Italian: Tu or Te ?
Can anyone please give me a link to the grammar on when to use Tu and when to use Te?
I'm being corrected in some of my sentences and I don't even know when to use Te instead of Tu. I just can't find any articles online other than http://www.zanichellibenvenuti.it/wordpress/?p=5731
It seems I use Tu when it's the subject and Te when it's not but there is more to it than I understand.
you go to school tu vai a scuola
i will go to school with you andrò a scuola con te
You're essentially correct. Tu is a subject pronoun, te is not. Te is a "strong" object pronoun, used after prepositions (like con) and can also be placed after the verb (as opposed to its "weak" counterpart, ti, which goes before the conjugated verb or attached to the infinitive) to provide more emphasis for the sentence.
Lui pensa solo a sé - He thinks only of himself. Sé is a strong object pronoun (and also acts reflexively)
Io ti voglio chiamare - I want to call you (regular construction)
Io voglio chiamarti - I want to call you (another regular construction)
Io voglio chiamare te - I want to call you (added emphasis on you because "te" was used)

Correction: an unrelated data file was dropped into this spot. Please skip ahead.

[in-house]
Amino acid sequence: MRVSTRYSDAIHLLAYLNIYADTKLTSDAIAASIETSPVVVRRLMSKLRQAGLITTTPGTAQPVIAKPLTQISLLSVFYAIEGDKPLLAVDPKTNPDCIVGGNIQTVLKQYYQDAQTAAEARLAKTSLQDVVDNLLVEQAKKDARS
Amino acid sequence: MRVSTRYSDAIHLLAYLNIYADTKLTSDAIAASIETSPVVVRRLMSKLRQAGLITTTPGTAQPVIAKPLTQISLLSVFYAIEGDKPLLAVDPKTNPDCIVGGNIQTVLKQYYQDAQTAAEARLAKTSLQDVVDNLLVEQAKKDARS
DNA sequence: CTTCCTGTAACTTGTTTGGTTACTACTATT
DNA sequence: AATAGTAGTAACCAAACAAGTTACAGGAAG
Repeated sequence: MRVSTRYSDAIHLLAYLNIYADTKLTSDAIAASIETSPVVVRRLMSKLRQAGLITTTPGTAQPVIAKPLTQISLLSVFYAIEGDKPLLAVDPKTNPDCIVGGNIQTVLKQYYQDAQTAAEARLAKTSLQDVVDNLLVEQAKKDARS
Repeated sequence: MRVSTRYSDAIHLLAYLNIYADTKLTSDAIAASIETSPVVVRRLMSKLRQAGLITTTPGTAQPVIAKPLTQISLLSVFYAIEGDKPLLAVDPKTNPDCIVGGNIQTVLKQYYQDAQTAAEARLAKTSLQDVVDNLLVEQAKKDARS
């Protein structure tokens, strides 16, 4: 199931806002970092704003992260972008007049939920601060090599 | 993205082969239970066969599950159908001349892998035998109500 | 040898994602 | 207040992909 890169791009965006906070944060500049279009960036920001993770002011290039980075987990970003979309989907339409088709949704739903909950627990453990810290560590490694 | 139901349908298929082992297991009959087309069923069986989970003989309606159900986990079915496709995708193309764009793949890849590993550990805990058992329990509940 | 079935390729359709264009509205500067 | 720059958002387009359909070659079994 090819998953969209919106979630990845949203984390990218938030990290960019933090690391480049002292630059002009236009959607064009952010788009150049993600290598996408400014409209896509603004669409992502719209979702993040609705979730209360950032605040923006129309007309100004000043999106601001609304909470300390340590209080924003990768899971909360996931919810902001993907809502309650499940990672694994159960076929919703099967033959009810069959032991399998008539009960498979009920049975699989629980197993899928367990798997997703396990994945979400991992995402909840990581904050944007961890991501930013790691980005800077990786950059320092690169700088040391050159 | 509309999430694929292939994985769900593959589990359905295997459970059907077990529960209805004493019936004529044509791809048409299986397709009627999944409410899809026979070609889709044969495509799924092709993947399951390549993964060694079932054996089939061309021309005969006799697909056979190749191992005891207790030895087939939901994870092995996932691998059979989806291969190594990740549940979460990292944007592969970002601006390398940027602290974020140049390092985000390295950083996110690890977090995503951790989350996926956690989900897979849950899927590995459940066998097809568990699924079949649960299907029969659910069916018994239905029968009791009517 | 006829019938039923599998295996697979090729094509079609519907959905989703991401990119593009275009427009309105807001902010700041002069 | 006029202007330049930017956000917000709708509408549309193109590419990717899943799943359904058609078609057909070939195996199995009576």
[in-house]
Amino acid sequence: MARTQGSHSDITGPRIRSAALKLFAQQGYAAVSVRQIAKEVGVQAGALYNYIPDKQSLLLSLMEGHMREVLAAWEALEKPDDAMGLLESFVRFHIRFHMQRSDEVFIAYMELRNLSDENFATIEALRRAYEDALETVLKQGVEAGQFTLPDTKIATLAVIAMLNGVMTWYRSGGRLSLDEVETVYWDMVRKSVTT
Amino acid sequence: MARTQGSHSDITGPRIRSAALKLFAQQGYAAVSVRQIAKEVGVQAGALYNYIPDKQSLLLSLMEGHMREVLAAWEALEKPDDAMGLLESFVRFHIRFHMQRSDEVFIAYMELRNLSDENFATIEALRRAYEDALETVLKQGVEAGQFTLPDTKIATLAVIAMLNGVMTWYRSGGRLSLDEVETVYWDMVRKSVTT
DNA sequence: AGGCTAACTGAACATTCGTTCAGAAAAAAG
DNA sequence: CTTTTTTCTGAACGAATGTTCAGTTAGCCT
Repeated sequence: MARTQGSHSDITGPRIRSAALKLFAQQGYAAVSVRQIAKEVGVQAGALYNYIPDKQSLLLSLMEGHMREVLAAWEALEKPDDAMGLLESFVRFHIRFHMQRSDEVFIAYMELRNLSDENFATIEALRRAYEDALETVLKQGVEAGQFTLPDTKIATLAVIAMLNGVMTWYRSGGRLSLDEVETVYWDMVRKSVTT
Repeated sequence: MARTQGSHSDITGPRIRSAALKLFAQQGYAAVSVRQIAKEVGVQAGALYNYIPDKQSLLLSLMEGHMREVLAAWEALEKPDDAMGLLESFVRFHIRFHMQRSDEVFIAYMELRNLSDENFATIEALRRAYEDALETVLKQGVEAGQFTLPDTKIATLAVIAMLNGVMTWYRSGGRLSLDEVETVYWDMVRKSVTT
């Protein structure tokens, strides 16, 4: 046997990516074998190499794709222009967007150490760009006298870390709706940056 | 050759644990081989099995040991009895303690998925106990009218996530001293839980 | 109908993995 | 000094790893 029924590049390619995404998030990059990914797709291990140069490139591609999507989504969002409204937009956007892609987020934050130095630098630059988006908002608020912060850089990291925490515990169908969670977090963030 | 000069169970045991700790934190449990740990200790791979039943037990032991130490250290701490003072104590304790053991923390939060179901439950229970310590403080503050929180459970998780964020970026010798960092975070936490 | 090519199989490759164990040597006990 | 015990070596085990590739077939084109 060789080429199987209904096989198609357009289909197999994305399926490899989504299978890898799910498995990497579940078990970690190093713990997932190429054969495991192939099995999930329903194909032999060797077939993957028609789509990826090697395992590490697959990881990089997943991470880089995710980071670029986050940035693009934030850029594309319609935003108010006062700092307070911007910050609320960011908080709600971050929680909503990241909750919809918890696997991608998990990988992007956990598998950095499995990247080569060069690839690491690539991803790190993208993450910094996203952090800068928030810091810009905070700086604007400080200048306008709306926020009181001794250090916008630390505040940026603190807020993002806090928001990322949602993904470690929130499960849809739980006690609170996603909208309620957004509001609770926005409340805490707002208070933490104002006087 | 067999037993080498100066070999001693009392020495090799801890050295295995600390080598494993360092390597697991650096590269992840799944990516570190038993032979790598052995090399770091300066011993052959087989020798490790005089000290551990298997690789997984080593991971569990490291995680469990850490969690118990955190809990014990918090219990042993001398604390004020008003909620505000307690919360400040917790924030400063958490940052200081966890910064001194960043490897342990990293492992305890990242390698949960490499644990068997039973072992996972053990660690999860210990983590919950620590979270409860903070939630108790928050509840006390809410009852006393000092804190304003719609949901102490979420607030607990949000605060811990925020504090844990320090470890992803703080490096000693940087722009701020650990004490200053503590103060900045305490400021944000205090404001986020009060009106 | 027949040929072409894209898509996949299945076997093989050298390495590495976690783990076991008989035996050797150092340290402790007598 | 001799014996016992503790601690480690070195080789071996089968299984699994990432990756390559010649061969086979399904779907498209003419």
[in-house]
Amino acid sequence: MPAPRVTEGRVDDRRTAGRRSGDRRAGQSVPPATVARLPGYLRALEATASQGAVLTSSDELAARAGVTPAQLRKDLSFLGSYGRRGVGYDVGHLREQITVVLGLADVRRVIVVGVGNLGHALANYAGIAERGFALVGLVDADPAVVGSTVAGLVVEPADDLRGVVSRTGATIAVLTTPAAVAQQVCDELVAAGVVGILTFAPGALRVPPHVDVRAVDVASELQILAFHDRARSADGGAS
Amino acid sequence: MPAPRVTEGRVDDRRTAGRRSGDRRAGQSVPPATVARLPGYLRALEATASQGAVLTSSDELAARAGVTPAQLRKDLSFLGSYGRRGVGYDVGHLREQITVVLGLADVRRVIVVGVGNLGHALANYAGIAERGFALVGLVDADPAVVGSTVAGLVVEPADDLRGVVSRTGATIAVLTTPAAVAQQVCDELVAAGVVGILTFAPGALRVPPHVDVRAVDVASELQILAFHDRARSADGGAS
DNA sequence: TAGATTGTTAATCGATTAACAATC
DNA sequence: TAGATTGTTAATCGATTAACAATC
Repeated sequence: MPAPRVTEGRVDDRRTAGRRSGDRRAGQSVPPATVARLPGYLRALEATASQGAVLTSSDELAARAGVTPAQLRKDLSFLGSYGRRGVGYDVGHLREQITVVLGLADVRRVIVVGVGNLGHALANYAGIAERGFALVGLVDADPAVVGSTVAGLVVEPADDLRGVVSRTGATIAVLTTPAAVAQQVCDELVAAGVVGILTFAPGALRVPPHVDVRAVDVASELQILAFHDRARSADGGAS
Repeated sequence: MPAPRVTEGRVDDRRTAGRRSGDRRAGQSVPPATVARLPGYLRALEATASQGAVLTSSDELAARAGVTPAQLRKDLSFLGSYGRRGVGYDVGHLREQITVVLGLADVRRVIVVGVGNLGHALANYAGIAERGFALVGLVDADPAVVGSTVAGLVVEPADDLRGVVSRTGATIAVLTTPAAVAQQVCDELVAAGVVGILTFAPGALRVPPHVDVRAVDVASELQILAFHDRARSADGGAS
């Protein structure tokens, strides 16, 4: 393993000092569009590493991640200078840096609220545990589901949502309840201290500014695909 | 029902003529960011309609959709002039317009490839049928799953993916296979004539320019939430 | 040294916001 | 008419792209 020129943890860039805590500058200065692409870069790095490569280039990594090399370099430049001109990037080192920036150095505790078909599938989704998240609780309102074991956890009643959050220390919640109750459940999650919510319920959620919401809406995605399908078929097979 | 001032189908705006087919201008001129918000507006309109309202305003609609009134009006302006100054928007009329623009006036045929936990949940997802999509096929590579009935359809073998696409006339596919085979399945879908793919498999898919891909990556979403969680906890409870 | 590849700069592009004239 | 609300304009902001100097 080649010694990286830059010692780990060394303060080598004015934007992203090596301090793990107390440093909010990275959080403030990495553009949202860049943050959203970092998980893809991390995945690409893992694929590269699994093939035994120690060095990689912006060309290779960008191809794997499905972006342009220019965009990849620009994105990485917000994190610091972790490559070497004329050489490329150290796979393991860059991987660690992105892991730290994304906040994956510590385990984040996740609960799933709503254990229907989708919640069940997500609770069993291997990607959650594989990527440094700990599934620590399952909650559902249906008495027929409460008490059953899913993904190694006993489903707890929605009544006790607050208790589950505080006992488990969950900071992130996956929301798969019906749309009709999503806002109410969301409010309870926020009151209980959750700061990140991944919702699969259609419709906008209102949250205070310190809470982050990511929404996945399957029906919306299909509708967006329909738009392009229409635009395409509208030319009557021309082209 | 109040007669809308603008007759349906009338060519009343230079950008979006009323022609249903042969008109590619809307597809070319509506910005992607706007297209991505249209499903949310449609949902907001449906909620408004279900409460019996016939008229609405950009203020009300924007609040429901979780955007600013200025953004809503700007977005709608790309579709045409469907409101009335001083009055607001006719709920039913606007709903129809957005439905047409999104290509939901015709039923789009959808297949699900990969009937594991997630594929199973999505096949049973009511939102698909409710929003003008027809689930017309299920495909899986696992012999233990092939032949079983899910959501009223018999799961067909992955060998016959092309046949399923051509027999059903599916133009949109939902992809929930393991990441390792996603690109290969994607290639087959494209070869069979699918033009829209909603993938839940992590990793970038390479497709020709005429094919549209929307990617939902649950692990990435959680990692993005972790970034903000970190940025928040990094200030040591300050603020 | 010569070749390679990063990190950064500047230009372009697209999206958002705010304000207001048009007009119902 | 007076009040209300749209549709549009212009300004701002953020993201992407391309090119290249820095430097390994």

Lei viene con te - She comes with you. After a preposition, use the strong object pronouns
Also, this website contains basically everything you might want to know about pronouns (of all types). You have to scroll a bit for the part about strong object pronouns.
Spero che questo ti aiuti!
Thanks. I have a feeling the pronouns are going to be very difficult to learn, given all the ways you have to understand them. That site was very large and I'm sure there is a lot more to understanding pronouns. In your opinion, what would you think is the hardest portion of learning Italian?
Don't worry, pronouns get easier with practice. I tend to struggle the most with little words: prepositions, conjunctions, etc. Finding the right connecting word to make the sentence fit together is the hardest for me. (Though perhaps this is because my Spanish is much better than my Italian, and the grammars differ slightly in this regard...)